RegTech Intelligence

RegRoundup 4 April: the pursuit of clarity

financial services regulation, fs regulation summary

In the post-Easter week, regulators were busy shining a spotlight on remuneration practices in the industry.  We saw the EBA releasing a report looking at the high earners in EU banks and ESMA focusing on sound remuneration policies under the UCITS Directive and AIFMD.

The FSB also met in Tokyo to discuss their priorities for the upcoming year.  This included a discussion of the work which it intends to deliver to G20 leaders at their September Summit in Hangzhou.


ESMA have opened a public consultation on the definition of “inside information” in relation to commodity derivatives under the Market Abuse Regulation.  In particular, it is seeking views on its proposal for a non-exhaustive indicative list of information expected, or required, to be published on commodity derivatives markets or spot markets for the purposes of determining inside information regarding commodity derivatives and of triggering the prohibitions for insider dealing.  Reponses are requested by 20 May 2016.

There was big news for trade repositories with ESMA issuing the first ever fine to DTCC Derivatives Repository Limited, one of six registered trade repositories is Europe.  The penalty was for failing to implement systems capable of providing regulators with direct and immediate access to derivatives trading data.  ESMA has been supervising trade repositories since 2013 under EMIR and, last year, it carried out a risk assessment which identified a number of key risks, including access to data, quality of data and information security risks.  The fine of €64,000 was based on access delays to derivatives data, which could take between two and 62 days after reporting.  This affected up to 2.6 billion reports between 21 March 2014 and 15 December 2014.

The CFTC’s Commissioner, J. Christopher Giancarlo, has publicly remarked in a keynote speech that he believes CFTC regulations could be revisited in order to foster innovation using blockchain technologies.  In particular, regulation 1.31, which requires that records are stored in either micrographic or electronic storage media, was mentioned as a candidate for reform in the future, as it may be seen to hinder the creation and utilisation of innovative new distributed ledger technologies (DLT).  This may be in response to the recent work carried out on the other side of the pond by the FCA in the UK to support the development and adoption of RegTech in the financial services industry.  To read more about the emerging RegTech marketplace, you can find the first of our three-part, in-depth analysis here.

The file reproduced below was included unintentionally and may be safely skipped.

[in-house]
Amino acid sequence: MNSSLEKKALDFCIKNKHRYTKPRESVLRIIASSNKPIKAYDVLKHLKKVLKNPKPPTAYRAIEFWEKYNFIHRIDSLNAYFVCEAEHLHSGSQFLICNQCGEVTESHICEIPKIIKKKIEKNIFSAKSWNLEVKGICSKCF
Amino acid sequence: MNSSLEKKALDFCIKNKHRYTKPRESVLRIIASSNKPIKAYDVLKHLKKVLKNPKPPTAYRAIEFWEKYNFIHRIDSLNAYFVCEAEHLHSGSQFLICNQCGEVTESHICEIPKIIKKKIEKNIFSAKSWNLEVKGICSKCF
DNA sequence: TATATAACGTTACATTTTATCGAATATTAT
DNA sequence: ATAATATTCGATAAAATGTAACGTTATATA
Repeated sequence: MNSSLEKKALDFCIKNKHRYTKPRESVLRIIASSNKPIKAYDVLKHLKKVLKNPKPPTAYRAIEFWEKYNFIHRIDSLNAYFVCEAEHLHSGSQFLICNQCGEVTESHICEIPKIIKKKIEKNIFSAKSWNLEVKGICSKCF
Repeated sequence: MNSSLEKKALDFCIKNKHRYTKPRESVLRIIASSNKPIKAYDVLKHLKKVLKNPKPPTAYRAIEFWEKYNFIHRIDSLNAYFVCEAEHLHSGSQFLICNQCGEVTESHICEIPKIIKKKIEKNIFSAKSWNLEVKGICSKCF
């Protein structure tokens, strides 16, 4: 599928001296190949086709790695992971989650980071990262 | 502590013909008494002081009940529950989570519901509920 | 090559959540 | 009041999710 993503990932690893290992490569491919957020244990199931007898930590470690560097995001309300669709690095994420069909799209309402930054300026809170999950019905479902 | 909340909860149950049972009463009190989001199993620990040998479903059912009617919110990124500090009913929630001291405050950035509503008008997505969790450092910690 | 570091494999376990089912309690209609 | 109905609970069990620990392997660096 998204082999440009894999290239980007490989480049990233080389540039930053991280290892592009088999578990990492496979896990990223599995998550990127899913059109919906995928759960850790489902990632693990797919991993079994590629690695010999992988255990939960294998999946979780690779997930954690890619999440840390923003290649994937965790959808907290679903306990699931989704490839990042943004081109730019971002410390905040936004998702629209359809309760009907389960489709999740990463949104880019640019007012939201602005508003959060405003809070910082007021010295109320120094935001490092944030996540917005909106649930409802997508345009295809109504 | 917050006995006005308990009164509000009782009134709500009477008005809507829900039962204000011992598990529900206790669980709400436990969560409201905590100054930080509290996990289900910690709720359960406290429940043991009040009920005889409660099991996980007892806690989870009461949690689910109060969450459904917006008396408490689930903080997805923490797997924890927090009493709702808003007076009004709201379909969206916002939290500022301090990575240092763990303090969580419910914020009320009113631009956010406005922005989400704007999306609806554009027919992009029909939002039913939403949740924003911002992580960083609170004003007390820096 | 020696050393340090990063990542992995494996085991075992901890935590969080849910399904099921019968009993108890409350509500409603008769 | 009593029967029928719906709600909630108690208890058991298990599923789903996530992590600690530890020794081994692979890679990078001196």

There have also been some important publications in the Official Journal of the EU over the past week.  These have included the Commission Delegated Regulation regarding the obligations of depositaries under UCITS, and the ECB’s Regulation on the exercise of options and discretions.


The PRA has released a statement clarifying its approach to adjusting firms’ PRA buffers and the CRD IV combined buffer up to 2019.  The statement sets out the timing of changes to firms’ PRA buffers following the Financial Policy Committee’s (FPC) announcement to increase the countercyclical capital buffer rate for the UK to 0.5%.


The PRA has also published a statement on behalf of the Financial Policy Committee, which focuses on global and domestic market risks, market resiliency and liquidity.  This includes considerations on the risks posed by the UK’s referendum on EU membership, which will take place on 23 June this year.  The Committee has asserted that the upcoming vote represents “the most significant near-term domestic risk to financial stability.”

Financial crime

Chinese banks have come under fire recently for reports of money laundering and terrorist financing.  Claims have also been made that the FCA has indicated that it intends to increase its anti-money laundering and anti-corruption controls over London branches of Chinese banks.  This comes on the back of recent assertions that China Construction Bank Corp (CCB) and the Industrial and Commercial Bank of China (ICBC) have been engaging in illicit conduct within their European branches.  Spanish authorities are currently carrying out an investigation into an alleged 80 million euro in funds which may have been laundered by ICBC in its Spanish offices.

To promote global dialogue on how to deliver regulatory change JWG post hundreds of focused articles a year to thousands of subscribers. Get involved and join the mail list.

By hitting the subscribe button you agree to our Privacy Policy